9 Songs, 42 Minutes

EDITORS’ NOTES

Time hasn't mellowed the bracing spiritual vision of Woven Hand’s David Eugene Edwards. If anything, the alt-country rocker’s music has grown more aggressive and obsessive with the years, as evidenced by his band’s fifth album, The Laughing Stalk. Edwards has one of the great prophetic voices in pop music, fueled by a fiery Christian faith. Rather than delivering messages of easy salvation, Woven Hand serve up scriptural imagery with all the blood and thunder intact. The Laughing Stalk hammers home these paeans of reverence with a clattering, astringent mix of classic country, raw punk, and industrial rock, relentlessly driven by Ordy Garrison’s muscular drumwork. There’s a heroic Old West strain to the album, heard in the deep guitar twang of “Long Horn” and the Native American rhythms of “Maize.” “In the Temple” and “King O King” catch the band at their most rapturously brutal. “As Wool” and “Closer” offer Bible-rooted commentaries on man’s place in God’s grand design, sung by Edwards with a forbidding bravura worthy of Jim Morrison.

EDITORS’ NOTES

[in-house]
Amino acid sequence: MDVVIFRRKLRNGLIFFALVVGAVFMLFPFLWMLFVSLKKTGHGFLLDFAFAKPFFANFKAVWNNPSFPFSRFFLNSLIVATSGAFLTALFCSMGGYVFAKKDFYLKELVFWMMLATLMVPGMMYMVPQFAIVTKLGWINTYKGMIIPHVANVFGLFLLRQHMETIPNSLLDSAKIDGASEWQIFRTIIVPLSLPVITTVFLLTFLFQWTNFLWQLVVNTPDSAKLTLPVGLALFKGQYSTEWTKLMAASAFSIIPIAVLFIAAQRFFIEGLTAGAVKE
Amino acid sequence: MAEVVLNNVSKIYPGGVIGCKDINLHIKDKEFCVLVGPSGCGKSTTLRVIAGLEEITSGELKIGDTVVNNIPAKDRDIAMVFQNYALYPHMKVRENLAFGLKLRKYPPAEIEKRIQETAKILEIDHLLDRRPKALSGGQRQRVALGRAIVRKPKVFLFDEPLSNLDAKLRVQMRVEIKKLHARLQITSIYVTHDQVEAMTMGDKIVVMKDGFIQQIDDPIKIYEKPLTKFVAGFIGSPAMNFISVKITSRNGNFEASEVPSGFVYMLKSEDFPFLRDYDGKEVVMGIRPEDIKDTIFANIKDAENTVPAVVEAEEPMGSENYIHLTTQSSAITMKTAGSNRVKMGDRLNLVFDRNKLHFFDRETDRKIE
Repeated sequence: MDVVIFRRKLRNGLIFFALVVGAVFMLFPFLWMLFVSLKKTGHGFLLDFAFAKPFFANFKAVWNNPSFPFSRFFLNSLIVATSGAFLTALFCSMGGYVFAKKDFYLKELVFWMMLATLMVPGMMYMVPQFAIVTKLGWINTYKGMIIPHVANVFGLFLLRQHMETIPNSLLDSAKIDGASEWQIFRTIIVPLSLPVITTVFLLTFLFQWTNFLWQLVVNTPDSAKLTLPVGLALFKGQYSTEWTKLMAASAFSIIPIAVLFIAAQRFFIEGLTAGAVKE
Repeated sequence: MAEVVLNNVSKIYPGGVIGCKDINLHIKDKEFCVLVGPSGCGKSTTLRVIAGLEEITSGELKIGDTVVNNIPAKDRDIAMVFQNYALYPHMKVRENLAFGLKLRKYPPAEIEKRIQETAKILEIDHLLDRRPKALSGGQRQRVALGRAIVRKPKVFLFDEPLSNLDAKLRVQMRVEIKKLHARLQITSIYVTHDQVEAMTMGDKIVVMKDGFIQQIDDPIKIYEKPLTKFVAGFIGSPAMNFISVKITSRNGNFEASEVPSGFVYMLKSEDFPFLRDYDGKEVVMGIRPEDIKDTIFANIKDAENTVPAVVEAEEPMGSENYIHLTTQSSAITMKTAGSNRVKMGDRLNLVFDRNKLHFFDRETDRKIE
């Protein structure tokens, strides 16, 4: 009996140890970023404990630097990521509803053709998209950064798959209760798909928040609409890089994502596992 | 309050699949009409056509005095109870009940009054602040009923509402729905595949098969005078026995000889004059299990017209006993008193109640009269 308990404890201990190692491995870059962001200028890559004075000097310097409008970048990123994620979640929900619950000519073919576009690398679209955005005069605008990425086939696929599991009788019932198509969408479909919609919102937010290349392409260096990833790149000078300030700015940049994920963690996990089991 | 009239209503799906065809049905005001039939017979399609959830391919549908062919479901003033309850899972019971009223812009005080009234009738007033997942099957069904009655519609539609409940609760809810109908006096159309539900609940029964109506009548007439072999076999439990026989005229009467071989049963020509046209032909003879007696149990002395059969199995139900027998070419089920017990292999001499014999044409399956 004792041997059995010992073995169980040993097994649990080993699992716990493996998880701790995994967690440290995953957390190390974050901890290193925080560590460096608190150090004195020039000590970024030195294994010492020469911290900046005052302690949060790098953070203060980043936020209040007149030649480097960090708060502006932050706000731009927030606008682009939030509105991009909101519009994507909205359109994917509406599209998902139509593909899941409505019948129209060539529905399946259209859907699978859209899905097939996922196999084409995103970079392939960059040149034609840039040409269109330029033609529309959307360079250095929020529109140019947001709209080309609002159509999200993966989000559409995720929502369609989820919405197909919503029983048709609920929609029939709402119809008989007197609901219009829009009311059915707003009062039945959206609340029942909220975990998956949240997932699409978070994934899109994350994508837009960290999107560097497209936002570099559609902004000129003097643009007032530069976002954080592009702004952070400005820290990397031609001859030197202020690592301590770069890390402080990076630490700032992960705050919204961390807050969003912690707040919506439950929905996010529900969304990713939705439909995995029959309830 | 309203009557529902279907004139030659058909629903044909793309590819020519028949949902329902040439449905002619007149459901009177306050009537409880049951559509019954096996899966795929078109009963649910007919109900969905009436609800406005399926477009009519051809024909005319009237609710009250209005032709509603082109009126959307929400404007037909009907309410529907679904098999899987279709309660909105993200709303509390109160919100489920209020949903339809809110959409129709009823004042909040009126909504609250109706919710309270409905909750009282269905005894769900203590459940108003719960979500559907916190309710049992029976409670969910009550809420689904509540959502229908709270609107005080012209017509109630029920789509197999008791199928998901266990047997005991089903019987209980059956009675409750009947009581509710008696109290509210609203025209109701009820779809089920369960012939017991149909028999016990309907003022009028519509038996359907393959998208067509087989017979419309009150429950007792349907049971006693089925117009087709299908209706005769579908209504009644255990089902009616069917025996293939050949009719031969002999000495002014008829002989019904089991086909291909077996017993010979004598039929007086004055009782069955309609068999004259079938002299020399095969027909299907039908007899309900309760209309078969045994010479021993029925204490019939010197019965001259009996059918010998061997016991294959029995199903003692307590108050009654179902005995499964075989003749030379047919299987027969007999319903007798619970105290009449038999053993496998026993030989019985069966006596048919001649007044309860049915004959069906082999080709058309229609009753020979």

Time hasn't mellowed the bracing spiritual vision of Woven Hand’s David Eugene Edwards. If anything, the alt-country rocker’s music has grown more aggressive and obsessive with the years, as evidenced by his band’s fifth album, The Laughing Stalk. Edwards has one of the great prophetic voices in pop music, fueled by a fiery Christian faith. Rather than delivering messages of easy salvation, Woven Hand serve up scriptural imagery with all the blood and thunder intact. The Laughing Stalk hammers home these paeans of reverence with a clattering, astringent mix of classic country, raw punk, and industrial rock, relentlessly driven by Ordy Garrison’s muscular drumwork. There’s a heroic Old West strain to the album, heard in the deep guitar twang of “Long Horn” and the Native American rhythms of “Maize.” “In the Temple” and “King O King” catch the band at their most rapturously brutal. “As Wool” and “Closer” offer Bible-rooted commentaries on man’s place in God’s grand design, sung by Edwards with a forbidding bravura worthy of Jim Morrison.

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